Sweet Surrender with the Millionaire (9 page)

BOOK: Sweet Surrender with the Millionaire
10.94Mb size Format: txt, pdf, ePub

‘I didn’t.’ His voice was firm but not annoyed. ‘It’s fine.’

Willow swallowed hard. ‘What I mean is—’

‘Stop it, OK? Like I said, it was one of those crazy
moments that happen sometimes between members of the opposite sex. Now, I don’t know about you but I could eat a horse so how about we see what Kitty’s rustled up this evening?’

She met his eyes then. His features were expressionless and she couldn’t tell what he was thinking. It was easier to take his words at face value, besides which she didn’t know how to explain to him what she couldn’t explain to herself. If someone had told her that morning she would want Morgan Wright to take her with every fibre of her being she would have laughed in their face, but she had. And in this moment of absolute honesty with herself she knew this had been brewing from the first time she’d laid eyes on him, but she hadn’t wanted to acknowledge the fierce attraction this man held for her.

Feeling the ground beneath her feet had changed to shifting sand, she knew she couldn’t dodge the truth. Gathering all her courage, she said woodenly, ‘I don’t make a practice of giving the wrong signals, I just want you to know that. I’ve never slept with anyone except my ex.’

‘If you’re trying to tell me you aren’t the sort of woman to hop in and out of bed with any man who catches your fancy, I’d already worked that out for myself.’ He raked back his hair and went on in a tone laced with unmistakable sincerity, ‘You’re still working things through after the break-up, I can see that, so don’t beat yourself up about one kiss. That’s all it was, a kiss. Forget it, Willow. I already have.’

But it hadn’t been, at least not for her. It had been an introduction into a realm she’d never imagined even existed. She’d loved Piers—at first, that was—but his lovemaking had never done what one kiss from Morgan had accomplished.

Her green eyes darkened but, telling herself she had to follow his lead and lighten the mood, she nodded and smiled. ‘You’re right,’ she said as casually as she could manage.

He returned the smile. ‘Of course I’m right,’ he said lazily. ‘It goes with the name.’ Shutting the French doors, he locked them and then turned to where she was standing, leaning forward and touching her lips lightly with his before she’d realised what he was going to do. ‘We’re friends,’ he said easily, taking her arm and leading her out of the cottage into the warm October shadows, ‘so relax. You’ve got nothing to fear from me.’

Willow took a breath and tried to ignore what the feel of his warm flesh on hers was doing to her equilibrium. She might not have anything to fear from Morgan—although that was a mute point—but she had plenty to fear from herself where this man was concerned. She had to remember that and be on her guard. Morgan had been kind to her and she was grateful, but there was much more to him than met the eye. Much more.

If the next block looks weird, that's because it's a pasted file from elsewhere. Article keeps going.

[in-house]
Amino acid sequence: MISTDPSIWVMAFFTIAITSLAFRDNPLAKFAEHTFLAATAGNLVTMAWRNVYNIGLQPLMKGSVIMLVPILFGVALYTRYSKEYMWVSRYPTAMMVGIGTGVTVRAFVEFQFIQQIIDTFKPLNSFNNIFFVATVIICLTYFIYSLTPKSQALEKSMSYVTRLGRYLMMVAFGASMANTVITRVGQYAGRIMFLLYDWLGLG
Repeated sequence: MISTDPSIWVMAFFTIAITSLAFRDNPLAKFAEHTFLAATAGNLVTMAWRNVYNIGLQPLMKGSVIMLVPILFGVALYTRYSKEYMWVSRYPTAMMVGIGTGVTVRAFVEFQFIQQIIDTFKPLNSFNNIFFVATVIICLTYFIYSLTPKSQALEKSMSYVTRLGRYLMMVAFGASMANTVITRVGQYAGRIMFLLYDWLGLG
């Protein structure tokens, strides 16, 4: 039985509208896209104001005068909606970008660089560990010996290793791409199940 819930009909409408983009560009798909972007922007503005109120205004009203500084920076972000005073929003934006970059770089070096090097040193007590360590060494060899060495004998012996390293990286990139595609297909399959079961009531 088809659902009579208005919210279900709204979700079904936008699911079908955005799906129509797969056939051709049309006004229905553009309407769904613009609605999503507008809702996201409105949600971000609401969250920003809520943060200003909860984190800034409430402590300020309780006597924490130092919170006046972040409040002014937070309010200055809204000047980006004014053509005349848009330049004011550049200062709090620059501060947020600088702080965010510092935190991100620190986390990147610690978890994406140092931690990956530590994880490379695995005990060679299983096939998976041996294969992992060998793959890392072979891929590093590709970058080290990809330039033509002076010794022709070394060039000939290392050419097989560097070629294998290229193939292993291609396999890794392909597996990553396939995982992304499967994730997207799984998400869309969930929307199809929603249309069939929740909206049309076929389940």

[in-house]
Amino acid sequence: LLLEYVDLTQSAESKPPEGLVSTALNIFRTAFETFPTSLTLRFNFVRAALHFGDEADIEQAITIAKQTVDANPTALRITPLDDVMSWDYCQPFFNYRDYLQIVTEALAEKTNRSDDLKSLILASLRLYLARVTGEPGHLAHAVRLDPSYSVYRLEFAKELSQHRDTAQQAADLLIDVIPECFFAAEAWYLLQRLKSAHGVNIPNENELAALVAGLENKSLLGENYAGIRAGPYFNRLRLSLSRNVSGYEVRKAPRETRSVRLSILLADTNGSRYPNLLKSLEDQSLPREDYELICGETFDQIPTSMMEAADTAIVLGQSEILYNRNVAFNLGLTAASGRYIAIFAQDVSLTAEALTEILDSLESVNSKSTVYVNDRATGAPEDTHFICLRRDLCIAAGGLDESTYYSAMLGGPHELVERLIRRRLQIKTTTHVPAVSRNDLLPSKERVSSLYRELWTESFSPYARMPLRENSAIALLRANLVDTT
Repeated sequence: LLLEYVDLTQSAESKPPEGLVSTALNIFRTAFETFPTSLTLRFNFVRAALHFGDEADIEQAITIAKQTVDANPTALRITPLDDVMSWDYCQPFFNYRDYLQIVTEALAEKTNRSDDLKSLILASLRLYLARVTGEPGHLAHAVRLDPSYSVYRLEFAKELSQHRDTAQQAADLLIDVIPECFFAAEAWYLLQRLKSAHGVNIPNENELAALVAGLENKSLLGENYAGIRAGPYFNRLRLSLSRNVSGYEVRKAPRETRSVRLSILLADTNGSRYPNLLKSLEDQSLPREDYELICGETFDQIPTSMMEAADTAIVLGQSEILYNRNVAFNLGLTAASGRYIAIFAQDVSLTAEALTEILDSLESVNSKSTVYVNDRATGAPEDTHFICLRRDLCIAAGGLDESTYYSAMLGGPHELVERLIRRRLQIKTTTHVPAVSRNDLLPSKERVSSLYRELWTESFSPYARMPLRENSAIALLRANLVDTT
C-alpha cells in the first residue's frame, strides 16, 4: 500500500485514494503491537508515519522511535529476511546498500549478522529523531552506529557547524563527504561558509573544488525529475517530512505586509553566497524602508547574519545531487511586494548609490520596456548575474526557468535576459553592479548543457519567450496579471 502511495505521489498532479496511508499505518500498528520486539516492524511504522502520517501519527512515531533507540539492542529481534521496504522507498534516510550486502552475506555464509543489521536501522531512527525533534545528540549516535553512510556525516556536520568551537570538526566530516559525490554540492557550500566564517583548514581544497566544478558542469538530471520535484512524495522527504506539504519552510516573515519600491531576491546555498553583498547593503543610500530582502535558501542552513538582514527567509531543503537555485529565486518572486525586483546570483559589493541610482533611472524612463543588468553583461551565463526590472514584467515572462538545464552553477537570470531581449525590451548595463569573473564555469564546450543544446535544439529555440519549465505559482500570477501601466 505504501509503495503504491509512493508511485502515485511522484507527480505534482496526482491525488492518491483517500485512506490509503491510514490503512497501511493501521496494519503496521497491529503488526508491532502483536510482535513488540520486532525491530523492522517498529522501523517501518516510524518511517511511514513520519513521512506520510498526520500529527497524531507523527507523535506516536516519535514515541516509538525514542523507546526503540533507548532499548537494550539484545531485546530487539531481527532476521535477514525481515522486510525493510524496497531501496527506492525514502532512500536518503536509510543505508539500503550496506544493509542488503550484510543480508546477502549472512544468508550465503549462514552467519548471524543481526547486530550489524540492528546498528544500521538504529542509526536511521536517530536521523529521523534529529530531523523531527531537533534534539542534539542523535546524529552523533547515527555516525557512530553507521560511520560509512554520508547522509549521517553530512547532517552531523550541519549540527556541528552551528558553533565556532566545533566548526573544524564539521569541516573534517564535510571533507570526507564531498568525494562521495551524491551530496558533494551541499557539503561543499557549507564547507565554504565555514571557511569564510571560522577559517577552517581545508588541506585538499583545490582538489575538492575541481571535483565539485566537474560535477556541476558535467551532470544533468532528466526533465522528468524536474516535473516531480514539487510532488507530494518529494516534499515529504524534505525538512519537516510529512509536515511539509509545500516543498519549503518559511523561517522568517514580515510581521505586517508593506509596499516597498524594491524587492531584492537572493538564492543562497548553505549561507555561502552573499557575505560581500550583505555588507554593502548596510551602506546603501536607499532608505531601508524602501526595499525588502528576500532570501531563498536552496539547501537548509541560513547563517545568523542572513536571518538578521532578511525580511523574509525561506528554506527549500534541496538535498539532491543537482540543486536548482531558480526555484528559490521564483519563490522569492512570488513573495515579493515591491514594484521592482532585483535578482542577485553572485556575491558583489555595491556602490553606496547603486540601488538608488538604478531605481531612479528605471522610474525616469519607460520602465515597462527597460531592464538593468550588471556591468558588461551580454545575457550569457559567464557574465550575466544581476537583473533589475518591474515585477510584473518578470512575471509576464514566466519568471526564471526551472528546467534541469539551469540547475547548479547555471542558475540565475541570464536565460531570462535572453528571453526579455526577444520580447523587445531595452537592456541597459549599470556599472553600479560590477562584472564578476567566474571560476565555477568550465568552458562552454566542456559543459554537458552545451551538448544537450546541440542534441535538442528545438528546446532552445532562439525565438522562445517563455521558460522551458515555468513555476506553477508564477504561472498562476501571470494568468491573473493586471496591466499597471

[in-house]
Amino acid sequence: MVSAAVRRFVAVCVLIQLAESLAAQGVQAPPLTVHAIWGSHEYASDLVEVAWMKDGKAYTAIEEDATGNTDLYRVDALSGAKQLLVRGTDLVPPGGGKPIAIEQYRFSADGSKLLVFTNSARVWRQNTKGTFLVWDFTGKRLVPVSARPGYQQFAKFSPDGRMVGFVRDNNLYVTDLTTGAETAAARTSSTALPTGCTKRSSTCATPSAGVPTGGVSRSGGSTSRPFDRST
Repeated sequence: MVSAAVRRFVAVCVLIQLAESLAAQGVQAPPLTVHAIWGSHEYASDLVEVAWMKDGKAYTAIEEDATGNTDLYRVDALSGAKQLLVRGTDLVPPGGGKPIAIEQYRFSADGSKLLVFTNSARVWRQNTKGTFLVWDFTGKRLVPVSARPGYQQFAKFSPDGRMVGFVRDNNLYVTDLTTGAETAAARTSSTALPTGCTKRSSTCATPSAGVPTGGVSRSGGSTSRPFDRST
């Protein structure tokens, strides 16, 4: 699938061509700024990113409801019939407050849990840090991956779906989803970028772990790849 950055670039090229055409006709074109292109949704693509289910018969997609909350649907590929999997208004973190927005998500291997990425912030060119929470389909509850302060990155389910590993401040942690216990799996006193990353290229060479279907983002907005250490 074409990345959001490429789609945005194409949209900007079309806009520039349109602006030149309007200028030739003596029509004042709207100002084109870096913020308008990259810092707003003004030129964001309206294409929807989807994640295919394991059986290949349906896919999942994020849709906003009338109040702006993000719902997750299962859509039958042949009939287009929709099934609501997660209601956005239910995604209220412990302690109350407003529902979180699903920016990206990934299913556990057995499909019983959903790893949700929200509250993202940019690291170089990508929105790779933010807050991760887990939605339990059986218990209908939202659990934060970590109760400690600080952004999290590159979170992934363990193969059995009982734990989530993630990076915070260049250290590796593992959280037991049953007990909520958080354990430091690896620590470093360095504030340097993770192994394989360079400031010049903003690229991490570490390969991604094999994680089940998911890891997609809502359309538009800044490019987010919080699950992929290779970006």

awoke in her own bed the next morning and listened to the faint echo of the bells in the village church calling the faithful to the Sunday morning service. Sunlight spilled through the window but the air was cool as she slipped out of bed and made her way downstairs to the kitchen wrapped in her thick robe. It was sparkling clean after Morgan’s spring clean.

After making herself a pot of coffee she poured a cup and wandered through to the sitting room. The sofa and chair were still a little damp from Morgan’s ministrations the day before and so she opened the French doors and sat on the steps, much as he’d done. The air was actually warmer in the garden than it was in the house, she thought with a stab of surprise. The solid walls of the cottage had the effect of cooling the rooms somewhat. Morgan had given her the name and telephone number of a local plumber the night before so she could see about having central heating fitted before the worst of the winter.

Morgan…She bit down on her bottom lip pensively. He’d behaved like a perfect gentleman after that one scorching kiss. They’d eaten Kitty’s wonderful dinner,
talked, laughed a little and enjoyed coffee with a fine liqueur before he’d seen her home to her front door. He’d tucked her hand through his arm as they had walked the short distance down his drive and into the lane before reaching the cottage, and although she’d known it was merely a casual gesture it had seemed strangely intimate to feel the pressure of his body close to hers. Once at her door she had prepared herself for the goodnight kiss. Only it hadn’t come. Not even a fleeting peck like the one he’d given her after the scorcher. She could have been his maiden aunt, she thought crossly.

Willow frowned to herself, inhaling the fragrant scent of coffee as she idly watched two blue tits hanging from a nut feeder she’d hung from one of the trees bordering the garden, their distinct blue crests on tiny black and white heads vivid in the sunshine.

Not that she had
him to kiss her, she assured herself firmly. The close embrace hours before had been enough to convince her that where Morgan was concerned she’d be playing with fire. No, far better to keep it light and easy. And that was exactly what he’d done. Her frown deepened. Which was fine.

She finished the coffee and fetched another cup, settling herself down again in the same spot and feeling intensely irritable.

She was being ridiculous. She nodded to the thought.
hypocritical, which was the one human failing she loathed above all others. A hot arrow of guilt pierced her. She couldn’t insist Morgan kept his hands—and his mouth—to himself and then feel miffed when he did exactly that. She was being monumentally unfair and capricious
and unreasonable, but